Review: The Informant DVD

STUDIO: Warner | DIRECTOR: Steven Soderbergh | STARS: Matt Damon, Scott Bakula, Melanie Lynskey
RELEASE DATE: 2/23/2010 | PRICE: DVD $28.98, Blu-ray $35.99
BONUSES: additional scenes
SPECS: R | 108 min. | Comedy drama | 1.85:1 widescreen | Dolby Digital 5.1 | English, Spanish and French subtitles

RATINGS (out of 5): Movie | Audio | Video | Overall

The prolific Steven Soderbergh tackles the subject of illegal/unethical corporate maneuverings (certainly not a new topic) in The Informant!. The film stars a chubbed-up Matt Damon (The Adjustment Bureau) as agricultural product executive Mark Whiteacre, who finagles himself into being the star witness in a government investigation of an industry-wide price-fixing scam. His immunity, however, quickly becomes endangered when the feds (led by a fine Scott Bakula, TV’s Men of a Certain Age) learn that he may very well be lying — as well as embezzling from the very company that he’s blowing the whistle on.

Based on a real-life case, the movie takes an off-beat, non-specific approach to the material, which is ostensibly presented as a comedy until it all turns uncomfortably dark in the final third.

Not as bright or enthusiastic as Soderbergh’s own Erin Brockovich, nor as ominous and scheming as Michael Mann’s The Insider, The Informant shakily walks a line down the middle.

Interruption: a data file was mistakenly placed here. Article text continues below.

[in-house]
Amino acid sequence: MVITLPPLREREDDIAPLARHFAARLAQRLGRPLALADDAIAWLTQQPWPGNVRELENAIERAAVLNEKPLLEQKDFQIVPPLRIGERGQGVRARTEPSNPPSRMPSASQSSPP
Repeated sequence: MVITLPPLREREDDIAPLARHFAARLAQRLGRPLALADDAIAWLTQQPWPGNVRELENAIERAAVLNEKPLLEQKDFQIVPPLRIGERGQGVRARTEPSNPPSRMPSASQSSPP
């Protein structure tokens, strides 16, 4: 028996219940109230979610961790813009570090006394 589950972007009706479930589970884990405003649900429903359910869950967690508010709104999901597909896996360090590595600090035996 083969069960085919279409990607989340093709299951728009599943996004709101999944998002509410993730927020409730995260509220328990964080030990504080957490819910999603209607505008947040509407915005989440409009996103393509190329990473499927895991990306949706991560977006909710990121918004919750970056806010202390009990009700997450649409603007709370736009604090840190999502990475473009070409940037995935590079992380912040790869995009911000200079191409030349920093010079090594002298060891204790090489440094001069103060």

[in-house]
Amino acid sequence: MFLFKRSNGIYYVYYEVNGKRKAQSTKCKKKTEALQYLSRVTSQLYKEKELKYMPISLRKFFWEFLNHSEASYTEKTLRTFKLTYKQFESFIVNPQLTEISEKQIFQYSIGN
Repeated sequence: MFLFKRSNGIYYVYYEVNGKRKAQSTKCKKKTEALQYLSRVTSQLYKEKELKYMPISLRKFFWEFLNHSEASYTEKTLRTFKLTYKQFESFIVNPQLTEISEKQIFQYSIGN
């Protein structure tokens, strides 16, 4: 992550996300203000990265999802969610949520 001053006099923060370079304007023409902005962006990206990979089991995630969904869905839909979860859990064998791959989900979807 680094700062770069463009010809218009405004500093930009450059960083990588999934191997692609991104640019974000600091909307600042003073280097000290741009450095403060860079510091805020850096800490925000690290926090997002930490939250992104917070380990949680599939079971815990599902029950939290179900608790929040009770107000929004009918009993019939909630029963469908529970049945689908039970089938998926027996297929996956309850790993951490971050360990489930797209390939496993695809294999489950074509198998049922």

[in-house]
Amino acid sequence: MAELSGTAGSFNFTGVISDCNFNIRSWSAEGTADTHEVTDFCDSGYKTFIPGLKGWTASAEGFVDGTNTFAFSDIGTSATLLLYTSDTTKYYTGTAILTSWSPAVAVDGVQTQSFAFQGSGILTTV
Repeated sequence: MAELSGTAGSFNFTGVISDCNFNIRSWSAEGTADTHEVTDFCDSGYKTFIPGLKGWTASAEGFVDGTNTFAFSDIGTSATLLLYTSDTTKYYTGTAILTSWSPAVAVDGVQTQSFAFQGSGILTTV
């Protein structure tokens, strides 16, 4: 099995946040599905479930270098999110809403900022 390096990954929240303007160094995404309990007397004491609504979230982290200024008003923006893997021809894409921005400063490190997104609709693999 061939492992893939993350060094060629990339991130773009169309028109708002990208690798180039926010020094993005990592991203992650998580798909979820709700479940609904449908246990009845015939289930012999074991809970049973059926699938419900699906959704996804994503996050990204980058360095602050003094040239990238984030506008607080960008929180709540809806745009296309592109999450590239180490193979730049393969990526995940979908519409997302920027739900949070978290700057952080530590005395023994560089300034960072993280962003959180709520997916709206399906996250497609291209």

Fortunately, the cast (the film also includes a stand-out performance by Melanie Lynskey of Win Win as Damon’s overly trusting wife) and the film’s superlative production design are as solid as Damon’s gut before he gained some noticeable weight for this picture.

Considering the cast and director behind this movie, it’s surprising that Warner kept the special features menu so small, but the only extra is some additional scenes.


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About Laurence

Founder and editor Laurence Lerman saw Alfred Hitchcock’s North by Northwest when he was 13 years old and that’s all it took. He has been writing about film and video for more than a quarter of a century for magazines, anthologies, websites and most recently, Video Business magazine, where he served as the Reviews Editor for 15 years.